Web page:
Transformation Project (PELMATP) Transformation Project (PELMATP)

5

Heat Extraction Thermal Factor Voltage to Luminaire Factor

Heat extraction factor is the fractional lumen loss High or low voltage at the luminaire will affect

or gain due to airflow the lumen output of lamps

Airflow has an effect on lamp temperature and High voltage condition will increase the lumen

lamp lumens especially those air handling output of lamps over their rated output

fluorescent luminaires which are integrated with Low voltage condition will reduce the lumen

the HVAC system as a means of introducing or output

removing air from the room The rate of change of lumen output with a

voltage change varies with each light source, but

has the greatest effect on incandescent lamps

Transformation Project (PELMATP) Transformation Project (PELMATP)

Ballast used for a specific application is usually different Ballast Lamp Photometer Factor adjusts the

from the ballast used to determine the rated lumen lumen output when a different lamp ballast

output for a lamp

combination is used other than the

Ballast factor corrects this difference to maintain the arc

manufacturer’s set- up

within the lamp

Ballast factor is the ratio of the lamp lumens generated Temperature effects within the luminaire may

on commercial ballasts to those generated on the test cause the lamp to operate at less than the rated

quality ballasts . The ballast factor for good quality output and should be considered in the

fluorescent ballast is nominally is 0.95while electronic determination of the luminaire’s coefficient of

ballasts can have ballast factors ranging from 0.70 to utilization

1.28

Transformation Project (PELMATP) Transformation Project (PELMATP)

Effects on the lumen output of lamps caused by Lumen output is sensitive to the lamp orientation

the ballast, the lamp operating position and the especially for high intensity discharge (HID)

effect of power reflected from the luminaire back lamps when they are tilted from their rated

onto the lamp are collectively incorporated into horizontal or vertical position

the equipment operating factor Lamp position factor adjusts the lumen output

and is defined as the ratio of luminous flux in the

given operating position to that in the test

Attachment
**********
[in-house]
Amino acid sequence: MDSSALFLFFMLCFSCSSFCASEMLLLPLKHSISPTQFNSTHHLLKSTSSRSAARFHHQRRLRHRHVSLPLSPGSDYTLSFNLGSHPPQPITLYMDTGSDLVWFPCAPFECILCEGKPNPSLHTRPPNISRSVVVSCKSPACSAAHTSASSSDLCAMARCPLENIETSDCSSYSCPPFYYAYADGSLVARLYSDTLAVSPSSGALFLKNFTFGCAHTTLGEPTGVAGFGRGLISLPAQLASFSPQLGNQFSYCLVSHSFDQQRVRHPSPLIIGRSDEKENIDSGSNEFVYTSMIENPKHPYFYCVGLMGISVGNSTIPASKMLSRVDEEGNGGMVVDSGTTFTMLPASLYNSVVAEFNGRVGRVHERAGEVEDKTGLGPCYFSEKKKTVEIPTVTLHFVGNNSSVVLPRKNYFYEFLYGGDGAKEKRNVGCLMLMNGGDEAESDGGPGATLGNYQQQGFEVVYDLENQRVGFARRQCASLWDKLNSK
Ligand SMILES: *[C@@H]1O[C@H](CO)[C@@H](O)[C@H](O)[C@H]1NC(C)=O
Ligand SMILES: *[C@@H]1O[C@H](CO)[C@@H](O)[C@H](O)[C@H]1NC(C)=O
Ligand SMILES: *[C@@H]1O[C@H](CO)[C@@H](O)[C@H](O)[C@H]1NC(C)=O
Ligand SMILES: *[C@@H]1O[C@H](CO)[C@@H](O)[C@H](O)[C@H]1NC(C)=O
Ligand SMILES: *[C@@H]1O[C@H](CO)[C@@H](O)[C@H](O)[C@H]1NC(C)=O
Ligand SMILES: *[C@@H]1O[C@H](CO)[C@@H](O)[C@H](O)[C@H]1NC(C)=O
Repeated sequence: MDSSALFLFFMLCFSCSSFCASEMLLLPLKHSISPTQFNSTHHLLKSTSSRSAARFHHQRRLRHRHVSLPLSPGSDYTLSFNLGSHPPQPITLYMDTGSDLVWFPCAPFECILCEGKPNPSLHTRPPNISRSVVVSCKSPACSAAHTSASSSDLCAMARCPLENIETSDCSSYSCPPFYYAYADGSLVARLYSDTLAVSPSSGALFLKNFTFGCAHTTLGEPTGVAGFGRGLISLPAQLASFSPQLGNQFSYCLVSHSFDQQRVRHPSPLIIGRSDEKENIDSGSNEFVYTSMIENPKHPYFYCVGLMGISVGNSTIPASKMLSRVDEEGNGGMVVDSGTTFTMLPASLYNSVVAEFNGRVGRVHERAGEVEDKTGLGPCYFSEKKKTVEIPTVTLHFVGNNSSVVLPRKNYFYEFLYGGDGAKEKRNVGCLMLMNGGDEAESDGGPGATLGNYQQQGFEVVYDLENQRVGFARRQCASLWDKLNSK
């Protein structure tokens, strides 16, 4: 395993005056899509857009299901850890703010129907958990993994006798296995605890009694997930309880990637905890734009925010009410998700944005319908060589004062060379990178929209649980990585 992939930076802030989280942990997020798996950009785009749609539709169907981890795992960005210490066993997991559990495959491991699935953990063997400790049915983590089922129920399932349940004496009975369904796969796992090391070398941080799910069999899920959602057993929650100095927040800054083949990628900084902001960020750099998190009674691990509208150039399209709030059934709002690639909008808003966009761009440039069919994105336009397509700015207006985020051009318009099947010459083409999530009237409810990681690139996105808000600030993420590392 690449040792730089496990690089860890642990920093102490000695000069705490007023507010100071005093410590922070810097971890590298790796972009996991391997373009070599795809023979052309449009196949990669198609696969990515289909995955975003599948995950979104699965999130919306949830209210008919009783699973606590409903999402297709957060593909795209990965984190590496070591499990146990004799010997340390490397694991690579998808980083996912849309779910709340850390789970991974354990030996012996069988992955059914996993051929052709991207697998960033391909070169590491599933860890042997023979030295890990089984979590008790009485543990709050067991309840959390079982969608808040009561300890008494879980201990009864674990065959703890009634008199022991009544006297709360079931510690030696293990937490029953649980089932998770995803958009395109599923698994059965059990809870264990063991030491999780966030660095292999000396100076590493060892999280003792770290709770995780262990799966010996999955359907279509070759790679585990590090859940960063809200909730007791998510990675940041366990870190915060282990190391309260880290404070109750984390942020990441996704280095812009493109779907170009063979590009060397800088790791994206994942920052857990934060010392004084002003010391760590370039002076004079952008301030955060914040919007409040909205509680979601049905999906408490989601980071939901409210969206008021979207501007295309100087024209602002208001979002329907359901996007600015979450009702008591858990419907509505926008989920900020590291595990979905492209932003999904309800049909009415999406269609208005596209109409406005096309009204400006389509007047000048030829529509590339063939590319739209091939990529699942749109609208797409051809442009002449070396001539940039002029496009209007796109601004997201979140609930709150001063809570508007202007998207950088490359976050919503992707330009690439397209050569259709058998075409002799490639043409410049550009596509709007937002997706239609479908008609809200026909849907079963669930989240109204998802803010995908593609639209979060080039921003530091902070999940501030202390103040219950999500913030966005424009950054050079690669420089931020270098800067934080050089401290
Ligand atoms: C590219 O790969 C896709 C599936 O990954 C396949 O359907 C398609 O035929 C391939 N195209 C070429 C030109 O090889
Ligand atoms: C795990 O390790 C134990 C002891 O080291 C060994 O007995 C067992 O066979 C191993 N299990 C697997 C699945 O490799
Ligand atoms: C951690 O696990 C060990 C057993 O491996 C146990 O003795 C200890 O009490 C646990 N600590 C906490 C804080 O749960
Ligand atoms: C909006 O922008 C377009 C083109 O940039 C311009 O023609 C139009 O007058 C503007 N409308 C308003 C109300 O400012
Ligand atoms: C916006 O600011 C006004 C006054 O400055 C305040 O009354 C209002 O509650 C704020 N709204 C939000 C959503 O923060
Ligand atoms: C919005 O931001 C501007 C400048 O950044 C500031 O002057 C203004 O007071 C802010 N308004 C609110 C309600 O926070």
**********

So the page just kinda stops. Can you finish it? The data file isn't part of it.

position

Transformation Project (PELMATP) Transformation Project (PELMATP)

6

Luminaire Surface Depreciation Loss Factor Determination

Example 2. LLF Determination

Luminaire surface depreciation results from

Detailed description of the determination of the light loss factors can be

adverse changes in metal, paint and plastic found in the IESNA Lighting Handbook. The product of the recoverable

components that result in permanently reduced factors and the non-recoverable factors will give us the total light loss

factor.

light output

Luminaire surface depreciation factor adjusts

Recoverable Factors

light output to original reflectance

Lamp Lumen Depreciation (LDD) 0.90

Lamp Burnout Factor (LBO) 1.00

Luminaire Dirt Depreciation Factor (LDD) 0.94

Room Surface Dirt Depreciation Factor (RSDD) 0.96

Transformation Project (PELMATP) Transformation Project (PELMATP)

Nonrecoverable Factors At this point it is possible to calculate the illuminance on the workplane:

Ballast Factor 0.93 Φ(TOTAL) x CU x LLF

Other Non Recoverable Factors 1.00 Ewp

Awp

LLFTOTAL = Recoverable Factors x Nonrecoverable Factors

Ewp = average maintained illuminance on the work plane

LLFTOTAL = 0.90 x 1.00 x 0.94 x 0.96 x 0.93 x 1.00

Φ(TOTAL) = total system lamp lumen output

LLFTOTAL = 0.75

CU = coefficient of utilization

Total Light Loss Factor (LLF) is 0.75, which means that 25% (100%-75%)

LLF = light loss factor

of the luminous flux that might otherwise reach the workplane is lost due

to ballast factor, dirty luminaires, room surfaces, and aged lamps. Awp = area of the work plane

Transformation Project (PELMATP) Transformation Project (PELMATP)

Substituting all the computed values in Example 1and using the An average maintained illuminance of 468 lumens per

equation for average illuminance on the workplane, we have:

square meter will strike the area covered by the

EWP = 17,400 lm x 0.50 x 0.75 workplane in a completely empty space

3.05m x 4.57m Some points on the workplane will have an illuminance

= 468 lm/m2 or 486 lux (Maintained) higher than 468 while others will have an illuminance